The petgood Veterinary Team together with animal nutritionists have analysed the petgood recipes in detail to ensure that the complete and balanced diets fulfil and or/exceeds the nutritional requirements recommended by FEDIAF (the European Pet Food Industry standard authority). The latest research shows that the protein meal from the H. illucens larvae (Black Soldier Fly Larvae or BSFL) has a high amino acid content and a high digestibility of the amino acids, making this a very high-quality protein source. For most companion animals, it is also a completely novel protein; and is also the only animal protein source in the petgood diet. These unique properties of petgood dog food mean the diet is ideal for dogs with both known and suspected dietary sensitivities/allergies; and can help reduce the incidence of clinical signs of food reactions, including dermatological and gastrointestinal symptoms.
petgood insect-based dog food is a complete and balanced novel protein diet, based on one animal protein source. The protein in the diet is provided by the larval stage of the Black Soldier Fly species (Hermetia illucens), a species of the Order Diptera that is widespread across all continents globally. H. illucens is not considered a pest species nor a potential disease vector; and the species has a growing number of very important applications for human use. The commercial production of the larvae of H. illucens provides a high-quality protein source, able to be utilised in aquaculture, agriculture, and the companion animal pet food industry.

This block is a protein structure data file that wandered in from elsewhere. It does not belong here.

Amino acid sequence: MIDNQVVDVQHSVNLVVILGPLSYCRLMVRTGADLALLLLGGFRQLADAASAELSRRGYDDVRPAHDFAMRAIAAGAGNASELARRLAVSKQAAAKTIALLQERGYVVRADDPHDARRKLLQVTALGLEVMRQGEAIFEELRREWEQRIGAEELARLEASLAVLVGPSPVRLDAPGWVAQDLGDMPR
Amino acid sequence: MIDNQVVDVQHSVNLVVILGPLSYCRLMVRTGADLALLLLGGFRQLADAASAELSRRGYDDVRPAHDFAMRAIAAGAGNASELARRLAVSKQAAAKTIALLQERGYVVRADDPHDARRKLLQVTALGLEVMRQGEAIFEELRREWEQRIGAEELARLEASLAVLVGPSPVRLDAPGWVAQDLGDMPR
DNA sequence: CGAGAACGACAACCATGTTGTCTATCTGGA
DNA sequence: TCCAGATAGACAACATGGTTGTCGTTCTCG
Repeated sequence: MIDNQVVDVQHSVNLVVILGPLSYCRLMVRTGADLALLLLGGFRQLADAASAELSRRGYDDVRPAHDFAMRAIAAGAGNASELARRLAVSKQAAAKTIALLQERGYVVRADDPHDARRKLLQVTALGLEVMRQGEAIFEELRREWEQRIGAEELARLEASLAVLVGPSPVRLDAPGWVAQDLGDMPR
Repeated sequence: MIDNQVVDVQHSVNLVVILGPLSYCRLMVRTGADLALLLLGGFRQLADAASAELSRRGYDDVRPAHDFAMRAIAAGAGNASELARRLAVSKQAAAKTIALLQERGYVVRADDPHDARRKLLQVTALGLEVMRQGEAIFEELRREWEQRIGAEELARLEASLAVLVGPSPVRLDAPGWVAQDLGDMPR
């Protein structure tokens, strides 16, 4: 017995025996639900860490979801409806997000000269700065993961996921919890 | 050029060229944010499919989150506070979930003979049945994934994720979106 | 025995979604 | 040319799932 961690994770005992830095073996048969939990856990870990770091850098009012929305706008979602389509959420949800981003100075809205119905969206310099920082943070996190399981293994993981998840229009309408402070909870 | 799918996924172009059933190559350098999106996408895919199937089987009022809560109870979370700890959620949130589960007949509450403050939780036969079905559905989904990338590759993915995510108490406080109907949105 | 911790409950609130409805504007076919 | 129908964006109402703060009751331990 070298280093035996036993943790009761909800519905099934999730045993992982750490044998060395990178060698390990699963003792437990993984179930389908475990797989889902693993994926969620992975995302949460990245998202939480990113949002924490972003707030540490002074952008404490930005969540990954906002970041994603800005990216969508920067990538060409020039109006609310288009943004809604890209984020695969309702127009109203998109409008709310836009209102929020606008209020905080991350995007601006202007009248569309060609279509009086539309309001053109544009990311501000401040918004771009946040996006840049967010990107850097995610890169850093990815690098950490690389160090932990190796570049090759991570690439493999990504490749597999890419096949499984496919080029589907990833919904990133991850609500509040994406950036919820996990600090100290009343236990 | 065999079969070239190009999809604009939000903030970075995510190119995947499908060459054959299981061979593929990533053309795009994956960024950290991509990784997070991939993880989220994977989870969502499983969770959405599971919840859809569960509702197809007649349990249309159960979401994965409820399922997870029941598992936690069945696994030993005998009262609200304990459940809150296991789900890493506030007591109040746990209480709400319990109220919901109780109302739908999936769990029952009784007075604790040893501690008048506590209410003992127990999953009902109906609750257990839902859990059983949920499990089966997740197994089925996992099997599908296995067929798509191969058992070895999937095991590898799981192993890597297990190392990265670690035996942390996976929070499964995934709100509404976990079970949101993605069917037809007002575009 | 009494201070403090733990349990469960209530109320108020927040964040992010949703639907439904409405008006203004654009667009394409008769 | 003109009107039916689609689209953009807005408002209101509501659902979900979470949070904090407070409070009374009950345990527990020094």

A novel source of protein
The most common dietary allergens for dogs are: beef, dairy, chicken products and wheat (Hensel et al 2015). The protein meal from the H. illucens larvae (Black Soldier Fly Larvae or BSFL) is, for most companion animals, a completely novel protein; and is also the sole protein source in the petgood diet. These unique properties of petgood dog food mean the diet is ideal for dogs with both known and suspected dietary sensitivities/allergies; and can help reduce the incidence of clinical signs of food reactions, including dermatological and gastrointestinal symptoms.
Complete and balanced
The petgood complete and balanced diet fulfils and or/exceeds the nutritional requirements recommended by FEDIAF for adult dog maintenance (the European Pet Food Industry standard authority). The full list of ingredients can be found on each product page.
Amino acids with high digestibility
BSFL has a high amino acid content (McCusker et al 2014) as well as a high digestibility of the amino acids, making this a very high-quality protein source; in-vitro studies have shown the amino acid digestibility values of BSFL to be between 90.5% – 92.4% (Bosch et al 2016).Detailed information regarding the BSFL protein meal is shown inTable 1 (analytical constituents) and Table 2 (amino acid- and fatty acid profiles) in our help center.
Selected research on protein quality, digestibility and feces of BSFL pet food
Evaluation of supplementation